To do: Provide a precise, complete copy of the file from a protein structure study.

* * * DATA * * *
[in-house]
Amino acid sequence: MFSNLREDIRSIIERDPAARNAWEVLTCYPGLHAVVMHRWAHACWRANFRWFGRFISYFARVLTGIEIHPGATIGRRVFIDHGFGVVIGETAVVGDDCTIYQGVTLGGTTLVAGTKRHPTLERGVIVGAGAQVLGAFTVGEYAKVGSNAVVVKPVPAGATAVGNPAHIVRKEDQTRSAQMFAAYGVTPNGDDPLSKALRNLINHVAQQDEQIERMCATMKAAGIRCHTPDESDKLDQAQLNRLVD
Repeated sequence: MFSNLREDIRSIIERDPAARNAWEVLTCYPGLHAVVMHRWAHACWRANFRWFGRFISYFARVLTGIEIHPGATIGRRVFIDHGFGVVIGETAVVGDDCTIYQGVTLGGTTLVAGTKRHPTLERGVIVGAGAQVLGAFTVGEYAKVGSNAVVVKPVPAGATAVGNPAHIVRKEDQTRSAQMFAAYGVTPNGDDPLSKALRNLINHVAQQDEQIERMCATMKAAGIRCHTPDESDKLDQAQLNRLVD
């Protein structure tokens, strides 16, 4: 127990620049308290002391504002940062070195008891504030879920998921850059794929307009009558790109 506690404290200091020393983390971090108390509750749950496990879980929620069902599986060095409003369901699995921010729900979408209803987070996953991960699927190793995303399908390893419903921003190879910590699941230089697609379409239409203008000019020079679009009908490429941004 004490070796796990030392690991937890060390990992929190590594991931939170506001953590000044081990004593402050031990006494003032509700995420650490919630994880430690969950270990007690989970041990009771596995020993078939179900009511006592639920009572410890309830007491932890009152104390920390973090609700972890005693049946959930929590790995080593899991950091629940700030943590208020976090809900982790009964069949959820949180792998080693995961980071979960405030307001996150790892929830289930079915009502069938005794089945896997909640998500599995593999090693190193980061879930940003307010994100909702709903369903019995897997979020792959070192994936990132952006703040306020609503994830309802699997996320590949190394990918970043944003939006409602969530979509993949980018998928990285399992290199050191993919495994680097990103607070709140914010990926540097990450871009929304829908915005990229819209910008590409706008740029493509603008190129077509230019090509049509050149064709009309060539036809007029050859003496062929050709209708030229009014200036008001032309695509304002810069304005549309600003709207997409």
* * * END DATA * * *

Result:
[in-house]
Amino acid sequence: MFSNLREDIRSIIERDPAARNAWEVLTCYPGLHAVVMHRWAHACWRANFRWFGRFISYFARVLTGIEIHPGATIGRRVFIDHGFGVVIGETAVVGDDCTIYQGVTLGGTTLVAGTKRHPTLERGVIVGAGAQVLGAFTVGEYAKVGSNAVVVKPVPAGATAVGNPAHIVRKEDQTRSAQMFAAYGVTPNGDDPLSKALRNLINHVAQQDEQIERMCATMKAAGIRCHTPDESDKLDQAQLNRLVD
Repeated sequence: MFSNLREDIRSIIERDPAARNAWEVLTCYPGLHAVVMHRWAHACWRANFRWFGRFISYFARVLTGIEIHPGATIGRRVFIDHGFGVVIGETAVVGDDCTIYQGVTLGGTTLVAGTKRHPTLERGVIVGAGAQVLGAFTVGEYAKVGSNAVVVKPVPAGATAVGNPAHIVRKEDQTRSAQMFAAYGVTPNGDDPLSKALRNLINHVAQQDEQIERMCATMKAAGIRCHTPDESDKLDQAQLNRLVD
């Protein structure tokens, strides 16, 4: 127990620049308290002391504002940062070195008891504030879920998921850059794929307009009558790109 506690404290200091020393983390971090108390509750749950496990879980929620069902599986060095409003369901699995921010729900979408209803987070996953991960699927190793995303399908390893419903921003190879910590699941230089697609379409239409203008000019020079679009009908490429941004 004490070796796990030392690991937890060390990992929190590594991931939170506001953590000044081990004593402050031990006494003032509700995420650490919630994880430690969950270990007690989970041990009771596995020993078939179900009511006592639920009572410890309830007491932890009152104390920390973090609700972890005693049946959930929590790995080593899991950091629940700030943590208020976090809900982790009964069949959820949180792998080693995961980071979960405030307001996150790892929830289930079915009502069938005794089945896997909640998500599995593999090693190193980061879930940003307010994100909702709903369903019995897997979020792959070192994936990132952006703040306020609503994830309802699997996320590949190394990918970043944003939006409602969530979509993949980018998928990285399992290199050191993919495994680097990103607070709140914010990926540097990450871009929304829908915005990229819209910008590409706008740029493509603008190129077509230019090509049509050149064709009309060539036809007029050859003496062929050709209708030229009014200036008001032309695509304002810069304005549309600003709207997409």